As fall turns to winter, the earth goes to sleep. Trees lose their leaves, annuals die, and perennials lay dormant. Last season’s leaf litter covers the bare patches of soil in the garden bed, and we wait for spring to return.
Still, under the ice and snow and bitter cold, the ground is teeming with life.
Earthworms chew up leaves, plant parts, and food scraps, leaving nutrient-rich waste behind them.
Fungi make webs in the soil, breaking down nutrients to feed plants. They spread their fingers deep and wide, retrieving and supplying vital minerals for the delicate roots they interlace.
Bacteria, one billion of them in a tiny teaspoon of earth, feed on last season’s decay, and the soil becomes darker and richer than before.
We wait with patient hope, and, under and behind what we can see, in our garden beds and compost piles, life is making its way. The things we presumed dead are becoming next spring’s growth.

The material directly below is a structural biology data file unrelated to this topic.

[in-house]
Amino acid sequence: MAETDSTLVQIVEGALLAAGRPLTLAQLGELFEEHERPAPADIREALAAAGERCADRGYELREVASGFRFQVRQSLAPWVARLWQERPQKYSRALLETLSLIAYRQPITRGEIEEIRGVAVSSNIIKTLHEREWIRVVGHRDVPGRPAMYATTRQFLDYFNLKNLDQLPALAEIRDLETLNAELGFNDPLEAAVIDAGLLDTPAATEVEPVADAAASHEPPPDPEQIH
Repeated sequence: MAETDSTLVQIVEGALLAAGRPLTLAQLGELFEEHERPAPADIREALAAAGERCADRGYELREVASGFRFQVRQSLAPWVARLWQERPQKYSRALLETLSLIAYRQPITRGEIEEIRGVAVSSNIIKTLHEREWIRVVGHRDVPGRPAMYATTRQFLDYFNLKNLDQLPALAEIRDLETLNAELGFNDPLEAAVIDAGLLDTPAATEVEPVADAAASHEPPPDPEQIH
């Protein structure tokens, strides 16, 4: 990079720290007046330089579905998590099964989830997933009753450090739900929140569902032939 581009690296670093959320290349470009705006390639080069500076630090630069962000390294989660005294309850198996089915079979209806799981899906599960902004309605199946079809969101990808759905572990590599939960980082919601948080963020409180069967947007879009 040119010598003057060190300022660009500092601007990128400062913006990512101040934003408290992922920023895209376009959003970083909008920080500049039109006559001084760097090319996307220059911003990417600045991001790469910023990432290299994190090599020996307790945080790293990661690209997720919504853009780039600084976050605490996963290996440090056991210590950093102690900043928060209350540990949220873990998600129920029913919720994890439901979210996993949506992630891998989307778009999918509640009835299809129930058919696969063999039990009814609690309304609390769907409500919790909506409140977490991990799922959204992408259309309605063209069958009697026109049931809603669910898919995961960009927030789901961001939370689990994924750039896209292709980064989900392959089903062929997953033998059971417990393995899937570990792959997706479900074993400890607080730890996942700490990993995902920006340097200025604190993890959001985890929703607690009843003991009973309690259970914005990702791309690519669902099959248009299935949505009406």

We gather on chilly days and in dark evenings to sing our advent songs, carrying the pain of waiting to the One who is coming to dwell with us. We trust that the seasons will take their course, that the deep quiet of winter will become the hope and delight of spring.
We wait with the earth—for newness, for life, for redemption.
And, even here, under our very feet, in the quiet, microscopic corners of our places, life teems.
Bethany Winz is the Program Coordinator for Nashville A Rocha & A Rocha USA. She is a graduate of Trevecca Nazarene University’s Social & Environmental Justice program. A lover of good tea, good books, and small things, she dreams of building her own tiny house one day.